We saw the heroism of public school teachers and staff once again during the tragic shooting at Marjory Stoneman Douglas High School on Valentine’s Day, which have left us all heartbroken. Unfortunately, such incidents no longer are unimaginable. They take place in our country with unnerving frequency and have only now arrived in our back yard.
While the massacre will undoubtedly leave a permanent scar in the lives of those Douglas students, faculty and family members, it will also leave a lasting impression on each one of us. The images of children screaming, running, after having seen others brutally felled should not be forgotten nor easily dismissed.
However, what is more disturbing to me is the lack of accountability from our leaders in this discussion. Rather than barricading themselves in with single issues, they should be discussing solutions that help us meet at the intersectionality of schools, children, teachers, mental health, resources, security, safety and gun control — all of the things that are needed to ensure the well-being of our children and communities.
Florida currently ranks 41st nationwide for youth mental, behavioral and emotional health and 38th in access to services. In some schools, the counselor/student ratio is as high as 1,000 to one. Despite these statistics, leaders are aggressively ramping up their effort to systematically defund public education and mental healthcare services, to the detriment of the constituents they have vowed to serve, while benefiting the special-interest groups that keep them on payroll. It’s clear that legislators are not truly interested in enacting laws that would improve school safety, climate or response to violence.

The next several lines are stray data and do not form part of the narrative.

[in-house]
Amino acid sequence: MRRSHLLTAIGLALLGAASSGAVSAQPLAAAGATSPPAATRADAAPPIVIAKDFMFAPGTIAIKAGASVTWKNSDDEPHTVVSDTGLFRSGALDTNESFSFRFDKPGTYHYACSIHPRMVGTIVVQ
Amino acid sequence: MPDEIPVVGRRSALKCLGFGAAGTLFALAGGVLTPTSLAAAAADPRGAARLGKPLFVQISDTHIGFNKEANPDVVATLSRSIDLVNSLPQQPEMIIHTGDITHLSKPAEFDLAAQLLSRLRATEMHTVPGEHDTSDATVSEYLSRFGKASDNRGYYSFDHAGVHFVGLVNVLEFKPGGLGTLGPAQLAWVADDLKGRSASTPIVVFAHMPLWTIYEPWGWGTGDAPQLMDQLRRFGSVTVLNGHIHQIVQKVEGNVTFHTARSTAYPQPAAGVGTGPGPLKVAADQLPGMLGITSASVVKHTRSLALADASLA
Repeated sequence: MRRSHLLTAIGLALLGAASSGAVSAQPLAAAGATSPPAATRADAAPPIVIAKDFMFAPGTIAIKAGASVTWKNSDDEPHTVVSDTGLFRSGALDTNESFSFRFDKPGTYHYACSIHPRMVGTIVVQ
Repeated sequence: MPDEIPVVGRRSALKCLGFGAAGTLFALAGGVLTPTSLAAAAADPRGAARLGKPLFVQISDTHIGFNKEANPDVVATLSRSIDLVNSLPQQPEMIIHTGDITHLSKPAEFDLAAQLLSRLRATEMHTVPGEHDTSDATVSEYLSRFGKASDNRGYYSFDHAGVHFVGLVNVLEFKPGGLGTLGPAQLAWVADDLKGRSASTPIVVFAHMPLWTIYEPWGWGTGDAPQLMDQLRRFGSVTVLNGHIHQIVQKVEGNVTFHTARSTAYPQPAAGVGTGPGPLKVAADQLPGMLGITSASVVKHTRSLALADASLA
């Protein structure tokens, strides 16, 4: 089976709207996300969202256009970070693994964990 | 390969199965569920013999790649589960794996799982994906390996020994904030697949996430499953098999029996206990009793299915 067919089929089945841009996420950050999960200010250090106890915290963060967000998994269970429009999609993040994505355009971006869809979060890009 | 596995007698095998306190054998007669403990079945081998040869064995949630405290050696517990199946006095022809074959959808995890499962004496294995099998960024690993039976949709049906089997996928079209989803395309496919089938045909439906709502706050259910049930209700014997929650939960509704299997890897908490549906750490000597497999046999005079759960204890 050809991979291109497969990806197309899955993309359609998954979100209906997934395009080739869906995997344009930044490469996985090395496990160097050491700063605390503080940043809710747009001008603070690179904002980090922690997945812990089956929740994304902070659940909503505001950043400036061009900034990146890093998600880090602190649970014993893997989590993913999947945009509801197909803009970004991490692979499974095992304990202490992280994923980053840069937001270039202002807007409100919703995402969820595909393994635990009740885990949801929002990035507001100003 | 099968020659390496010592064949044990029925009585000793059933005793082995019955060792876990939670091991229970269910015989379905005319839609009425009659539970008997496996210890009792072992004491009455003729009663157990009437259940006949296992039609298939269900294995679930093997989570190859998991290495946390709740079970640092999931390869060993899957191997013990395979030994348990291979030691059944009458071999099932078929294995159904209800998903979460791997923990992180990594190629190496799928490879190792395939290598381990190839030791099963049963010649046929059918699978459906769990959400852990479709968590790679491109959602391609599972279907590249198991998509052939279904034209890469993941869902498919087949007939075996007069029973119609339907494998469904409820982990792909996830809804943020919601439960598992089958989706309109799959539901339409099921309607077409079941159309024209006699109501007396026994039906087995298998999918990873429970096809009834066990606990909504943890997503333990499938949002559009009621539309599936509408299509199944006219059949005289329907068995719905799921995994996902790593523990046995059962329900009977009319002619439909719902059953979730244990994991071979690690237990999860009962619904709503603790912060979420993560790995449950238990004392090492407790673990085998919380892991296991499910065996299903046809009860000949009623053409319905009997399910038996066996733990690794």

Current bills, such as HB 7055, SB 1048 and HB 1419 are making their way through the Florida Legislature and are designed to further debilitate public school education, while allowing guns on campuses during non-school hours or events. As an educator, and a parent, I feel safer knowing that current policies make schools off limits to guns, even to gun owners with concealed-carry licenses. Instead of making firearms more restricted, it would have the opposite effect by opening the floodgates.
The conversation should be about schools having adequate resources to guard our children. This should be about having the ability to treat our students and help them through the experiences and challenges they face, not flooding them with grief counselors after the fact. It certainly shouldn’t be about arming teachers and turning school campuses into potential war zones.
In the face of this tragedy, the Douglas students keep my spirits high and give me hope. They are looking past their personal trauma and demanding change, which is long overdue. I am proud of all the educators who have given these survivors the foundation to overcome their fears and anxiety and to so eloquently speak for themselves in front of the world. And I am even more humbled by the adults who heroically shielded the students they serve and settled their nerves throughout the tragedy.
We, the teachers, parents and students of Miami-Dade must follow Parkland students’ lead and say, “Enough is enough.” We can no longer turn a blind eye. We must participate in the process, be their voice and demand to have a seat at the table. We must break the stranglehold that private interests have on finding meaningful solutions that will benefit all children and families.
Karla Hernandez Mats is president United Teachers of Dade.